import.metaSteve discusses how import.meta can be used to access environment variables and provides examples of how to use them in development and production environments. They also demonstrate how to add environment files and customize environment variables in Vite. Additionally, they address how to handle import.meta in TypeScript and provide a solution for accessing environment variables in a TypeScript project.
Glob ImportsSteve demonstrates how to use glob imports to match and import multiple files that match a specific pattern, such as importing all SVG files from a folder. They also show how to use eager loading to resolve all the promises at once, making it easier to work with the imported files.
Glob Imports ExerciseSteve explains how to use the import.meta.glob function to import and iterate over JSON files in a directory. The goal is to generate tests based on the JSON data and ensure that the snapshots match. Various use cases for import.meta.glob, such as using it for fixture data or iterating over files based on the file system are also discussed in this segment.
Library ModeSteve explains that Vite is great for creating open-source libraries, especially if you're working with TypeScript or different file types. How to configure Vite to build a library, including specifying the entry point, setting the library name, and configuring external dependencies, is demonstrated. They also show how to optimize the library build by excluding unnecessary dependencies like React.
Generating Declaration FilesSteve explains how to use vite-plugin-dts to generate declaration files for a TypeScript library. They discuss various options available with the plugin and show how to configure the Vite build options to exclude unnecessary files from the library build. Additionally, they mention the possibility of having multiple Vite configurations for different projects.
Injecting CSSSteve explains how to inline CSS styles in a Vite project using a Vite plugin called "vite-plugin-lib-inject-css". They demonstrate how to install the plugin and import it into the project. By doing this, the CSS styles will be bundled together with the module, allowing users to easily import the module and automatically get the associated styles without any additional setup.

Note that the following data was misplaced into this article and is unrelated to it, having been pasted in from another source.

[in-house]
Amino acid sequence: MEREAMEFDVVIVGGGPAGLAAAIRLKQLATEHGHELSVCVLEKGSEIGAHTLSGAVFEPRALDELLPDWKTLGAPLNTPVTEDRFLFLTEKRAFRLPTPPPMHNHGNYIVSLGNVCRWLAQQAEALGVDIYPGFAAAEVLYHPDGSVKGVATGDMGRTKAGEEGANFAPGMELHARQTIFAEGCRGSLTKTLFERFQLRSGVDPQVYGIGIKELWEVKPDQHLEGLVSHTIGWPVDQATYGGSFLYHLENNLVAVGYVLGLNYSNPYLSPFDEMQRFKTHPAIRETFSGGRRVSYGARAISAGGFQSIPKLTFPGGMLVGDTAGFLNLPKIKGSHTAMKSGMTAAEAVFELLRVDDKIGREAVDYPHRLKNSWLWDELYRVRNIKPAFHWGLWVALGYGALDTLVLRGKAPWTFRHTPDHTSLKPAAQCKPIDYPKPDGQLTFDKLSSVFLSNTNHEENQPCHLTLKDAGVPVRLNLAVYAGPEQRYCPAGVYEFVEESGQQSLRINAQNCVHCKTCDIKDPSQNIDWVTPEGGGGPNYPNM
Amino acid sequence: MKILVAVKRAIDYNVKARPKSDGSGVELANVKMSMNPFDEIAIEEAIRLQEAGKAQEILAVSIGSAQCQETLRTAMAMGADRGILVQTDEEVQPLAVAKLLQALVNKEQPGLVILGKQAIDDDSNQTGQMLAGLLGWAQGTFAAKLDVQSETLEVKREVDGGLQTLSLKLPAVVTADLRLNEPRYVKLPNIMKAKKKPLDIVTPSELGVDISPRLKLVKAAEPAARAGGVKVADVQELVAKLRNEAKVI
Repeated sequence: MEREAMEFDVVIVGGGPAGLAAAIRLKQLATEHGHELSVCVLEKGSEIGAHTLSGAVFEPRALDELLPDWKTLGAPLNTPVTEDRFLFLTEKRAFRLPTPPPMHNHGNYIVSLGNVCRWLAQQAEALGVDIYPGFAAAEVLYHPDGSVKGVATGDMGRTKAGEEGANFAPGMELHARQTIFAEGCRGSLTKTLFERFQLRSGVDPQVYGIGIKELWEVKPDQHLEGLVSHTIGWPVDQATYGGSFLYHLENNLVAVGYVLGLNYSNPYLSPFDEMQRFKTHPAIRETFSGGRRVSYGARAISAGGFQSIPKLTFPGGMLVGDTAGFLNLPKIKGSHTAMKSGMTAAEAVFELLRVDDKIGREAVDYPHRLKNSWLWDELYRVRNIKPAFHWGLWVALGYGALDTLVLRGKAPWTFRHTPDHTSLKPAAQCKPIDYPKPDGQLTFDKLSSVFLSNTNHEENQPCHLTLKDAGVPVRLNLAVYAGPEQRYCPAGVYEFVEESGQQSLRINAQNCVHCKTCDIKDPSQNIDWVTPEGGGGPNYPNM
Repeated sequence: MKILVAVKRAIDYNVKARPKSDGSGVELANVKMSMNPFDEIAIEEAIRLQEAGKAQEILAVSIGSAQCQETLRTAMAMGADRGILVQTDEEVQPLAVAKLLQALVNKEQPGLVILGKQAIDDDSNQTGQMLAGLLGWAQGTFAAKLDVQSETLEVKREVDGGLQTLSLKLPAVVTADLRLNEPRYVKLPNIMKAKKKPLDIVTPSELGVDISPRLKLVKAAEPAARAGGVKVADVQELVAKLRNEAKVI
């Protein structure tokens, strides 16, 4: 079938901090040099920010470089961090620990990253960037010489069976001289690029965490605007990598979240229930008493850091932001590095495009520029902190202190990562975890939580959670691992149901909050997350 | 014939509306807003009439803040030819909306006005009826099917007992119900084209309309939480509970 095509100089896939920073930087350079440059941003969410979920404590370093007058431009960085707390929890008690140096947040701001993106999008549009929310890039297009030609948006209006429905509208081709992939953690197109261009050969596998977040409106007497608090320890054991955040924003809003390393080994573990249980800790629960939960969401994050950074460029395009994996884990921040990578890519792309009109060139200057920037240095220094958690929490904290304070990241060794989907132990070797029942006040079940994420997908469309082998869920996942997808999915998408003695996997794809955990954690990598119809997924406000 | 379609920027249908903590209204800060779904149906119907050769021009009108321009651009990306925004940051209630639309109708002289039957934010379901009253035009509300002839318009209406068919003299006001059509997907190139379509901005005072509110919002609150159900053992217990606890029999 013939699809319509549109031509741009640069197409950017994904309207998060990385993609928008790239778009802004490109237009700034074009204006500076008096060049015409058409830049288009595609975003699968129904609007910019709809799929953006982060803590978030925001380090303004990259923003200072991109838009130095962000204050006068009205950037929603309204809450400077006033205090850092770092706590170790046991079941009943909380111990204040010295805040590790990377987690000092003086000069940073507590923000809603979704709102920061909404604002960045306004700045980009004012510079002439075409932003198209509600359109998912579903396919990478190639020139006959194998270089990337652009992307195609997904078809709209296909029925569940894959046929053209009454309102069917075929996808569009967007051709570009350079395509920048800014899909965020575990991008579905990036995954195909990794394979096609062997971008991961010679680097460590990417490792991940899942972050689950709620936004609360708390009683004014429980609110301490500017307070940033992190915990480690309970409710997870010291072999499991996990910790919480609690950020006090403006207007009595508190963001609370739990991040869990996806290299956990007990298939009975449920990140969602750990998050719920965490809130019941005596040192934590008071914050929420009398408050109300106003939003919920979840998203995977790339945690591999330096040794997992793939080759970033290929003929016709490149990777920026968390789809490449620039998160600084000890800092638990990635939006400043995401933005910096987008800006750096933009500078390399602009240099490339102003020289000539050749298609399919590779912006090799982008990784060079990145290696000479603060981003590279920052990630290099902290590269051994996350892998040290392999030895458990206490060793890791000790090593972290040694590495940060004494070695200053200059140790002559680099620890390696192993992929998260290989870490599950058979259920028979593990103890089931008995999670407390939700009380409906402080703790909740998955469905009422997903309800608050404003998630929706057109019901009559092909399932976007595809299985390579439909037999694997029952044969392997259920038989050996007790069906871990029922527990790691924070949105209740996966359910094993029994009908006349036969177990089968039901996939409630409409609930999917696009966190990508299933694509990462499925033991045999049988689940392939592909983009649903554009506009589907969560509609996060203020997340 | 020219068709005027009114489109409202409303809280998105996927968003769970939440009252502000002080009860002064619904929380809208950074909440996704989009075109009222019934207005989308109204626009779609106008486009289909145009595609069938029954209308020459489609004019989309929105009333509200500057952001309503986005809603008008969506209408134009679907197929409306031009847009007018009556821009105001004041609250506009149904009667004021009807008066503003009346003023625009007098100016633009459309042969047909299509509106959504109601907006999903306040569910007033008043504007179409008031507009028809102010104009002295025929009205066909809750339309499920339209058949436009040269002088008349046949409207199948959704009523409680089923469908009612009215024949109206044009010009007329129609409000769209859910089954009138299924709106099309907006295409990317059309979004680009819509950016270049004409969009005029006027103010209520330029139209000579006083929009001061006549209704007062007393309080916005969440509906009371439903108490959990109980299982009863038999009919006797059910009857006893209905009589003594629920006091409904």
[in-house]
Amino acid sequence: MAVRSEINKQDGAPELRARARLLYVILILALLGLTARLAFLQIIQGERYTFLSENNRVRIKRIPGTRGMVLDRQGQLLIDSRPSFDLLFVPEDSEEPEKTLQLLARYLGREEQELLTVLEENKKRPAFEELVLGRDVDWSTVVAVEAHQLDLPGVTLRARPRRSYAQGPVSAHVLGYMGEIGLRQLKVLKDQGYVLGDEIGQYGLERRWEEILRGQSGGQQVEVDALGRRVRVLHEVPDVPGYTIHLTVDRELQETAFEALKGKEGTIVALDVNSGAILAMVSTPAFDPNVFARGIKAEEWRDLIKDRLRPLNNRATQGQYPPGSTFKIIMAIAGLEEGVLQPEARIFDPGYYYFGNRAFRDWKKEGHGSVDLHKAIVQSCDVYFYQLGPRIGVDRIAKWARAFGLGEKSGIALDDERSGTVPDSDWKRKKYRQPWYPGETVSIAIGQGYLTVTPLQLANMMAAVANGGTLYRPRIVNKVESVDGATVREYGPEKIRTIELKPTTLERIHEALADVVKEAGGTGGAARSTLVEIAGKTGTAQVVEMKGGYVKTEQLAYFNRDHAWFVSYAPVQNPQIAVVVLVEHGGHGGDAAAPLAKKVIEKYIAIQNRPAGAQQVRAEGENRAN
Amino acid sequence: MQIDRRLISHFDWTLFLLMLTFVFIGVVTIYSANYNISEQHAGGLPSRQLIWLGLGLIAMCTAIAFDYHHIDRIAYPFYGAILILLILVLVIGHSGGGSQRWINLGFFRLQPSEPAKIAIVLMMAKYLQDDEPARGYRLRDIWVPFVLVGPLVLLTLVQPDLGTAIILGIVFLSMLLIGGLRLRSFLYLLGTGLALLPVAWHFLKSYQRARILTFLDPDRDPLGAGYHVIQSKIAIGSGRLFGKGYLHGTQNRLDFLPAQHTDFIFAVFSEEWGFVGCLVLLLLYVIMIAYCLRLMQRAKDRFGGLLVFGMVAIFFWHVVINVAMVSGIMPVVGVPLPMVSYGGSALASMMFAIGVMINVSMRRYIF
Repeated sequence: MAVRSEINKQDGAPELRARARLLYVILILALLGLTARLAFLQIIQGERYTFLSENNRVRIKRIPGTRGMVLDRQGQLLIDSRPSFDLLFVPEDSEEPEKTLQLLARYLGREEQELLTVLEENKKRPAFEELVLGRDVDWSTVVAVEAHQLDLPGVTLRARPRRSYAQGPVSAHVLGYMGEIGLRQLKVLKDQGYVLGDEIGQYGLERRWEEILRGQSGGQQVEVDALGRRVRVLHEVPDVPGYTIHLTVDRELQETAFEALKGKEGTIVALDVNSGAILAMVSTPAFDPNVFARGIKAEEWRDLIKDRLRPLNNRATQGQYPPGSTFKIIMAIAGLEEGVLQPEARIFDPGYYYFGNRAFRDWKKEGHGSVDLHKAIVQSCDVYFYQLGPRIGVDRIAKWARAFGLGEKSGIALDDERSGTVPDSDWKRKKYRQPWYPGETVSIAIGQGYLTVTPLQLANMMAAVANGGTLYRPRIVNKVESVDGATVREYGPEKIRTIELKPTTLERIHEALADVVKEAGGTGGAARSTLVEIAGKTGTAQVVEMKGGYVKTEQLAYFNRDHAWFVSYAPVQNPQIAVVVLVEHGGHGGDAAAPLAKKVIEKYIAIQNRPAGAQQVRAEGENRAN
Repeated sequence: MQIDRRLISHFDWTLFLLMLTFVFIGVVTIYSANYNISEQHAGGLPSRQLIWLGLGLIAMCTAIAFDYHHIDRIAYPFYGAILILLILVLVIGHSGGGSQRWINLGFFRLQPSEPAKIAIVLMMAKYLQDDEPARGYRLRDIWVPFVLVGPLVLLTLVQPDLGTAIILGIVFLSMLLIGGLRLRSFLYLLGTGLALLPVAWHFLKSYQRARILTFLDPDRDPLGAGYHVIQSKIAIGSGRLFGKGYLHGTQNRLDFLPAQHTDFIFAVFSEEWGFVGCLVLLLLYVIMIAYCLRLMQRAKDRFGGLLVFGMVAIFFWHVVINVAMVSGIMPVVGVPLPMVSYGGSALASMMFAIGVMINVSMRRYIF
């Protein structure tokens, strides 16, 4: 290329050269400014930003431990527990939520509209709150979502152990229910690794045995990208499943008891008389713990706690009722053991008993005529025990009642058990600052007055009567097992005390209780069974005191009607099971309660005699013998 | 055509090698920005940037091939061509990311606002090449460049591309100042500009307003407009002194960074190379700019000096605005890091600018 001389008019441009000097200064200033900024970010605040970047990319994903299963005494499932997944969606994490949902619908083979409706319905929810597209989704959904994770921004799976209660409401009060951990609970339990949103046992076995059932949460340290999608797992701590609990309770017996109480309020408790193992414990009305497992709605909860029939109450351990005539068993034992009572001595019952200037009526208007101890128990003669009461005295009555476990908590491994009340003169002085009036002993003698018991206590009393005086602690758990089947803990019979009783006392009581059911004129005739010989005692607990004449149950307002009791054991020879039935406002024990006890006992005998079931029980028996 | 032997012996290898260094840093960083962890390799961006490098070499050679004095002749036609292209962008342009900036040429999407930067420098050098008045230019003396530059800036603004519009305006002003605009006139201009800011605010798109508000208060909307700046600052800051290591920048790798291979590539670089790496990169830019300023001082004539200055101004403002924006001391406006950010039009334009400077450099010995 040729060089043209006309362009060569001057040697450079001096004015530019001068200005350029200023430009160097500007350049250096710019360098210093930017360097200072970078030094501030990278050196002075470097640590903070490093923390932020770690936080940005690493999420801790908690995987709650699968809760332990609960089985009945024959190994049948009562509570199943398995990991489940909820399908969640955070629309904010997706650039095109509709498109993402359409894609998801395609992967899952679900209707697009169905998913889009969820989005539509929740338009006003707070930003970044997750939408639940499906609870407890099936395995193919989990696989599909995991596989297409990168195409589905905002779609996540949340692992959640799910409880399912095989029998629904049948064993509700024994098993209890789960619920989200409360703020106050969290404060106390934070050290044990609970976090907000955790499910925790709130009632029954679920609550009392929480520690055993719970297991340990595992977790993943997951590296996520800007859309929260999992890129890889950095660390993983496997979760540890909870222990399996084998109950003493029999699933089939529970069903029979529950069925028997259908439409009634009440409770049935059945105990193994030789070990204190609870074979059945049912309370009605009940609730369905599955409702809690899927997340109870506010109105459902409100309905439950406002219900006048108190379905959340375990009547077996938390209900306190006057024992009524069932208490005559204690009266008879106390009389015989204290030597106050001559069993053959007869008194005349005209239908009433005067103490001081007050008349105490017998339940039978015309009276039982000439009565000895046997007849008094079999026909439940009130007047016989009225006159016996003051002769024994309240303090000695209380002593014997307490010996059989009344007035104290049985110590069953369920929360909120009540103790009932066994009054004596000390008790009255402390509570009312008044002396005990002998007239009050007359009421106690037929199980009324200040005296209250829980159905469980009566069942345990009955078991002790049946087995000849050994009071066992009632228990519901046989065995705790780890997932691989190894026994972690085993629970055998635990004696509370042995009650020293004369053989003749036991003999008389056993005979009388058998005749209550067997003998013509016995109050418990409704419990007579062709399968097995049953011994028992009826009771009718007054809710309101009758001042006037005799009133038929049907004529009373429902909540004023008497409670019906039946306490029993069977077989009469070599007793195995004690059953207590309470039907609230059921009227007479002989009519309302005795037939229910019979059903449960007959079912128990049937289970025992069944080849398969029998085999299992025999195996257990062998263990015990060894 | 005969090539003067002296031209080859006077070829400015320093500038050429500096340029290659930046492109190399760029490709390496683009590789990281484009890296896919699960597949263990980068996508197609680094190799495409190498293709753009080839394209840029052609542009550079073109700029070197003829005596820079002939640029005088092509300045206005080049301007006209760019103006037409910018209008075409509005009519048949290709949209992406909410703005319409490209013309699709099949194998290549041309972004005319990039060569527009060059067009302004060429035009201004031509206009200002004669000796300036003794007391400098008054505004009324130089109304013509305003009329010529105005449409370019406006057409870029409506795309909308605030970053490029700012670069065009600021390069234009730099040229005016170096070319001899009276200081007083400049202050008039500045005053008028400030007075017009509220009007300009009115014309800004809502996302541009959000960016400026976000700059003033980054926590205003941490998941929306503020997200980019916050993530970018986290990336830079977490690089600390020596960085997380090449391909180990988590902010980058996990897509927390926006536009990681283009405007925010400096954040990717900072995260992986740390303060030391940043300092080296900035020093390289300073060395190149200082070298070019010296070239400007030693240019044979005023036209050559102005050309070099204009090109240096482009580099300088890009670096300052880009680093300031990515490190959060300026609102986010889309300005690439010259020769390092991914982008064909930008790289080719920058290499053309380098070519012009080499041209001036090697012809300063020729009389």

Using the LibrarySteve walks through the process of adding additional information to the package.json file, including specifying the main file for CommonJS and ES modules, and pointing to the location of the types. They also discuss how to use the library in another Vite application.
Module FederationSteve delves into the implementation of Module Federation using Vite. The process of building a library, hosting it on the internet, and allowing consuming apps to fetch and use the module at runtime is covered in this segment.
Module Federation Q&ASteve explores the use of module federation, discussing the possibility of assigning a function to the exposed object and experimenting with programmatic manipulation. Practical demonstrations and addressing TypeScript-related issues are also covered in this segment.
Virtual ModulesSteve discusses that a Vite plugin is essentially a function that conforms to a specific shape and can be used to modify the code during the build process. They also mention that there are various hooks available in the plugin development process and provide examples of how plugins can be used to perform specific tasks, such as parsing YAML files or creating virtual modules.
Building a Markdown PluginSteve demonstrates how to create a Vite plugin that transforms Markdown files into HTML. They install the "markdown-it" package, create a helper function to read and render Markdown files, and then create the plugin function that intercepts the loading of Markdown files and returns the transformed HTML. They also mention that this technique can be extended to perform other custom transformations on files.